Moreover, three court cases
associated with the previously mentioned laws that greatly affected the Jim
Crow system are Loving v. Virginia (LV), Plessy v. Ferguson (PF), and Brown v.
Board of Education (BB). In LV, the Lovings, a black and white married couple, were
arrested and exiled from Virginia for breaking the state’s anti-miscegenation
law. However, the U.S. Supreme Court viewed this as a violation to the 14th
Amendment – right to equal protection – stating that people, regardless of
color, should have the freedom to marry whoever they choose. With this, the
anti-miscegenation law was struck down throughout the country. Next, PF is a
case regarding train segregation. Plessy is white and one-eight black, but
under Louisiana law, he is black. He sat in a whites-only train car, refused to
move, and was promptly arrested. Plessy argued that this was a violation to the
14th amendment, but Attorney General Cunningham argued back that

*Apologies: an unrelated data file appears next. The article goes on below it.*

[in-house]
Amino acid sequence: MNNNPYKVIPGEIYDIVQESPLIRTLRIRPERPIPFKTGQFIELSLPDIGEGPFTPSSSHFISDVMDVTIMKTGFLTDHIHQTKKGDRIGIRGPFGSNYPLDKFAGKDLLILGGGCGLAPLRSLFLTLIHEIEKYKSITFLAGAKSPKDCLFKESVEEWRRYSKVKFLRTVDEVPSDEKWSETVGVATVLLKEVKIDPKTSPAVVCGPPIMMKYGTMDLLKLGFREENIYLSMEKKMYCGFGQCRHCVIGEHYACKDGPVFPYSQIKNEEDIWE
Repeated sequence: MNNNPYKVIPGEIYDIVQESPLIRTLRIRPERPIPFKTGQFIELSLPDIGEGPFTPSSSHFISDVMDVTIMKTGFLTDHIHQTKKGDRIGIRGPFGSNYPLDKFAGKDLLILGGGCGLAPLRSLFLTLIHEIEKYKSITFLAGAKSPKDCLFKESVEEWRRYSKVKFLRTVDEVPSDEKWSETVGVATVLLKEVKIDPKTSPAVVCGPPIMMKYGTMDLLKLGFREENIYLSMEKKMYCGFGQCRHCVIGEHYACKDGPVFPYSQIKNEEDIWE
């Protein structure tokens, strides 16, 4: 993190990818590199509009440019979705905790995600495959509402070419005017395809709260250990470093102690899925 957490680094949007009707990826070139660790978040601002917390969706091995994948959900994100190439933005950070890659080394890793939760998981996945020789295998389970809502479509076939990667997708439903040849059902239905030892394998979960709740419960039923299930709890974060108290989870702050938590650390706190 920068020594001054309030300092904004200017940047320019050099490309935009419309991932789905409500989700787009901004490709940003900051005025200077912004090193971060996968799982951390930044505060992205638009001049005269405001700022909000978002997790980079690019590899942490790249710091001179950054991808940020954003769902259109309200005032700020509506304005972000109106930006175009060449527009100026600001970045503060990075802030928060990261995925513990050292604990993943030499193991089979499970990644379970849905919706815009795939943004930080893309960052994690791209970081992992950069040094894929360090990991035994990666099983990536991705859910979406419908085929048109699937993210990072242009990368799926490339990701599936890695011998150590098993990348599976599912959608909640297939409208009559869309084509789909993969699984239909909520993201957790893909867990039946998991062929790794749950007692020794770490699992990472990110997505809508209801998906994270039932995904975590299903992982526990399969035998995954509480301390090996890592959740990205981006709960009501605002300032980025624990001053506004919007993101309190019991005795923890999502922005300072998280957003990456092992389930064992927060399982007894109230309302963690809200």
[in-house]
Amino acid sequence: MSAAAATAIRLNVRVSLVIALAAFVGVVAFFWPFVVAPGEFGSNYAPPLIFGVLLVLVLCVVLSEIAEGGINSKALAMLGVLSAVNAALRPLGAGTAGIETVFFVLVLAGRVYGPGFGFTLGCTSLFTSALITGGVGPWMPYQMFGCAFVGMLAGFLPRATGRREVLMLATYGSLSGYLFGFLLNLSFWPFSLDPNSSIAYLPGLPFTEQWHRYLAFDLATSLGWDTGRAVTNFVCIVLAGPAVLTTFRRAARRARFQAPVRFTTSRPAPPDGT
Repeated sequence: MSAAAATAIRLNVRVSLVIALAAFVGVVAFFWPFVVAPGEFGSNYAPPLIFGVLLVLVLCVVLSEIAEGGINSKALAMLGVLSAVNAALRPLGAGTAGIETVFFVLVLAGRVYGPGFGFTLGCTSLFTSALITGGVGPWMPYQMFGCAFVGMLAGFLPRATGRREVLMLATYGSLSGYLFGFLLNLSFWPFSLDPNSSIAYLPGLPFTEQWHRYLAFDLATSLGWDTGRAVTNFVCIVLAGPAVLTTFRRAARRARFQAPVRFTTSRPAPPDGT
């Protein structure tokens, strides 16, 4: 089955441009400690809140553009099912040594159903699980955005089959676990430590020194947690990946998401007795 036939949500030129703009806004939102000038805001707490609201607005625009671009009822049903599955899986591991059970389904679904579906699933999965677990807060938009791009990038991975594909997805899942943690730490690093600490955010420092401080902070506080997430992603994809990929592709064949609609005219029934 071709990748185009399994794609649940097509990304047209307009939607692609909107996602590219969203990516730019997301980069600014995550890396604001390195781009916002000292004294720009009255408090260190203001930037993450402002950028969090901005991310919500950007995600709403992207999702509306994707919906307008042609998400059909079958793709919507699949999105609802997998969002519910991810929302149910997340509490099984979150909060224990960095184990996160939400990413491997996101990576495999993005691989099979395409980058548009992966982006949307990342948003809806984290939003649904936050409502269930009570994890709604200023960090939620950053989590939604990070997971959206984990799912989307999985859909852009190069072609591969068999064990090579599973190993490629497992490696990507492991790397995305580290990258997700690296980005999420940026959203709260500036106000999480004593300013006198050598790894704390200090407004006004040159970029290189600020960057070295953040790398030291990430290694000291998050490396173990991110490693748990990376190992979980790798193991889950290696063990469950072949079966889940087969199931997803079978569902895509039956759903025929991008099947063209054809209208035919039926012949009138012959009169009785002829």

blacks are not treated as inferiors because the law provided “separate but
equal” accommodations. As a result, the Court ruled in favor of Cunningham. However, it was not until BB that the Court
abolished the “separate but equal” doctrine. Brown is a black man who tried to
admit his kids to the closest school from their home, which was a whites-only
school, but was denied admission. Drs. Hugh Speer and Horace English testified
that segregation is inherently unequal because it sends a message to colored
children that they are inferior to white children, and that it is prejudicial
to their learning. The Court then ruled that segregation is a violation to the
14th Amendment, and stated that “all American schools must
desegregate in deliberate speed.” Although the process was long and difficult,
desegregation was a fact, and BB made it possible. These three major court
cases strongly influence society today because they serve as the beacon to end
segregation and discrimination.


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